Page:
Speculations on Ornament from Vitruvius to Venturi
Author: George L. Hersey
Publisher: MIT Press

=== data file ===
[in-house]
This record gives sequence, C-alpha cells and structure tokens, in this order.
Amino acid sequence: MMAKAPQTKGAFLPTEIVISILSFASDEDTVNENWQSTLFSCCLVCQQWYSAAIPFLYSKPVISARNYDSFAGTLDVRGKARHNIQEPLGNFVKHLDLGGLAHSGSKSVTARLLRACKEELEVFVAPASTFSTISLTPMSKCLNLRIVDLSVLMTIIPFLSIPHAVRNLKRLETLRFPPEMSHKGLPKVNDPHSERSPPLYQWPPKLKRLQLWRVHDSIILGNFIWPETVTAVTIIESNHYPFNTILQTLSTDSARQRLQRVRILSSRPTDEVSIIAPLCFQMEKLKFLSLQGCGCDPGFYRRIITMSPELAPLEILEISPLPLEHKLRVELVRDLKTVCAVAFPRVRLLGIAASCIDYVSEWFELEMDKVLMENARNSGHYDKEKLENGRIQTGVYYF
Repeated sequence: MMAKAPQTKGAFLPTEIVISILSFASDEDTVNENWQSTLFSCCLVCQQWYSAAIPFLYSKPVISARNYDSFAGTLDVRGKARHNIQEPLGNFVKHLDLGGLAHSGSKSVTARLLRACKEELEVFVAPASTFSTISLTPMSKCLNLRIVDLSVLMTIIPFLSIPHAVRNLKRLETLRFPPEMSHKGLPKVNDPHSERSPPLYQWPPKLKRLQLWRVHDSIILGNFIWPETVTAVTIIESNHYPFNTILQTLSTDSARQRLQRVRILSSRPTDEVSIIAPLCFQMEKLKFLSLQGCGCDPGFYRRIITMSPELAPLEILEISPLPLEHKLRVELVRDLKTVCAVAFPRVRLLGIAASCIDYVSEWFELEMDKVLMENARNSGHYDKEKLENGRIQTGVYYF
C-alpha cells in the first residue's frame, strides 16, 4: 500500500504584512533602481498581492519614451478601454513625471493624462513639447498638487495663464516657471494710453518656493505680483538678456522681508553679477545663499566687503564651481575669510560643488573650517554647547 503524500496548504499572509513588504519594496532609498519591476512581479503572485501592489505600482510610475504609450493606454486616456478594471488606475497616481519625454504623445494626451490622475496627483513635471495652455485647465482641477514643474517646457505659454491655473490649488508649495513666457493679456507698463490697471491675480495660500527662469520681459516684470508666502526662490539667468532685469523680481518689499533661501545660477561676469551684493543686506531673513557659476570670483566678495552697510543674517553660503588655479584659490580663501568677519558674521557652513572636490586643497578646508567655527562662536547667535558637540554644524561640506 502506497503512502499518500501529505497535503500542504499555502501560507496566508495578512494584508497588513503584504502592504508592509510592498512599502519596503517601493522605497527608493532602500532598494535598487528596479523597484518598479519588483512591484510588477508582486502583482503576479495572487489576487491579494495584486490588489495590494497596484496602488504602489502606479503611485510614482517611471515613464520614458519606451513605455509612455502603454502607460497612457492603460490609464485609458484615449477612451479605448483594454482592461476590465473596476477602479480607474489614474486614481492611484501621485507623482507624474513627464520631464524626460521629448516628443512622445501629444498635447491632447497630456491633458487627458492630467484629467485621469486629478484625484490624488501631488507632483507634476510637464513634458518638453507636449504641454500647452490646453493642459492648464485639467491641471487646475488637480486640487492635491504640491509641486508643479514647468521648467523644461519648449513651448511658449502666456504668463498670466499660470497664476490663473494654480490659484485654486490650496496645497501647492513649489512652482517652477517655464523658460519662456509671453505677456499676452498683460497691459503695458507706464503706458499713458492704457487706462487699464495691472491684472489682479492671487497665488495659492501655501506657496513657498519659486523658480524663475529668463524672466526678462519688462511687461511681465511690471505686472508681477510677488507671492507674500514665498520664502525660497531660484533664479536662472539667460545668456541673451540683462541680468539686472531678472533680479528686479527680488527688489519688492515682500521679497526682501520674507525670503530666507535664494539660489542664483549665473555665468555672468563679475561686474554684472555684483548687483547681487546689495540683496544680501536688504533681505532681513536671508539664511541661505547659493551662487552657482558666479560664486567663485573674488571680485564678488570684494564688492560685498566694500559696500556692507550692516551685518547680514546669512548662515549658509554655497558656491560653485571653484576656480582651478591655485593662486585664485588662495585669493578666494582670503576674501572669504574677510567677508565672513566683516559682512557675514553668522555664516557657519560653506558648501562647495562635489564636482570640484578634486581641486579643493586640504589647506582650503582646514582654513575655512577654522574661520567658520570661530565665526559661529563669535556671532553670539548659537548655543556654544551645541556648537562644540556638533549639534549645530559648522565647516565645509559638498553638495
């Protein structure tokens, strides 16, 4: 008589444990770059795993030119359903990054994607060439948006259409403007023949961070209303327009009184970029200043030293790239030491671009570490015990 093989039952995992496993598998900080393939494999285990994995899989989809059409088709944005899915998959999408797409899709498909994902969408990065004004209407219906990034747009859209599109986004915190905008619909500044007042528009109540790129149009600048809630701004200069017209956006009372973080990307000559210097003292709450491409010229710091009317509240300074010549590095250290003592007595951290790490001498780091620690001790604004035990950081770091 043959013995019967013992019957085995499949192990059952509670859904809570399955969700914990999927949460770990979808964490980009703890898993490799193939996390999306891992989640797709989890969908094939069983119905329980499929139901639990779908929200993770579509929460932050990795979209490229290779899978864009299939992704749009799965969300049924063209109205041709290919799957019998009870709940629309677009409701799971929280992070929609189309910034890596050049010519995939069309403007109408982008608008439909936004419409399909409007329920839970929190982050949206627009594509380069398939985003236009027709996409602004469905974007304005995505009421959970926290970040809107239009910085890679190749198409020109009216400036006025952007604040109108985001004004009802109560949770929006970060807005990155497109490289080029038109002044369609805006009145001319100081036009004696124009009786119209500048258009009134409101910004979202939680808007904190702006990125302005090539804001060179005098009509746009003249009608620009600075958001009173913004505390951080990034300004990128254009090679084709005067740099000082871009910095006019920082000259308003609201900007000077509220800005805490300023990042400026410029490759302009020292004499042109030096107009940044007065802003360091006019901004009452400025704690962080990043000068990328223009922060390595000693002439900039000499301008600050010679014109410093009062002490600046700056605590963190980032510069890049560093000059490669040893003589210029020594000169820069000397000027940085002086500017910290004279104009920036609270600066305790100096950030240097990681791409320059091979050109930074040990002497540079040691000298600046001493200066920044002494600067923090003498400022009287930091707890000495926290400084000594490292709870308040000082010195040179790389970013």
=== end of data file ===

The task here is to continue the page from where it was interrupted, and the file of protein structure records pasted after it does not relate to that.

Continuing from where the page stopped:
Why do architects still use the classical orders? Why use forms derived from ancientGreek temples when ancient Greek religion has been dead for centuries and when the way of life theyexpressed is extinct? And why decorate a contemporary courthouse with the bones, eggs, darts, claws,and garlands that an ancient Greek would recognize as the trappings of animal sacrifice?With theseprovocative questions George Hersey begins his recovery of the meaning of classical architecture.For the last four centuries, he shows, philology and formalism have drained architecture of itspoetry. By analyzing this poetry - the tropes founded on the Greek terms for ornamental detail - hereconstructs a classical theory about the origin and meaning of the orders, one that links them toancient sacrificial ritual and myth.In doing so, Hersey reinterprets key tales and taboos that werepart of the cultural memory of the ancient Greeks. His touchstone is Vitruvius, author of the onlysurviving classical treatise on architecture, whose stories about Dorus, Ion, and the Corinthianmaiden, and about the Caryaean women and Persian soldiers, describe the orders as records orremembrances of sacrifice.Hersey finds revivals of this consciousness in the Italian Renaissance andthrows new light on the works of the architectural theorists Francesco di Giorgio and CeasareCesariano, and also on Raphael's Disputá, Michelangelo's tomb of Julius 11 and Medici Chapel, andHugues Sambin's handbook on termini.George Hersey is Professor of Art History at Yale University andthe author of many books, including Architecture, Poetry, and Number in the Royal Palace at Caserta(MIT Press 1983).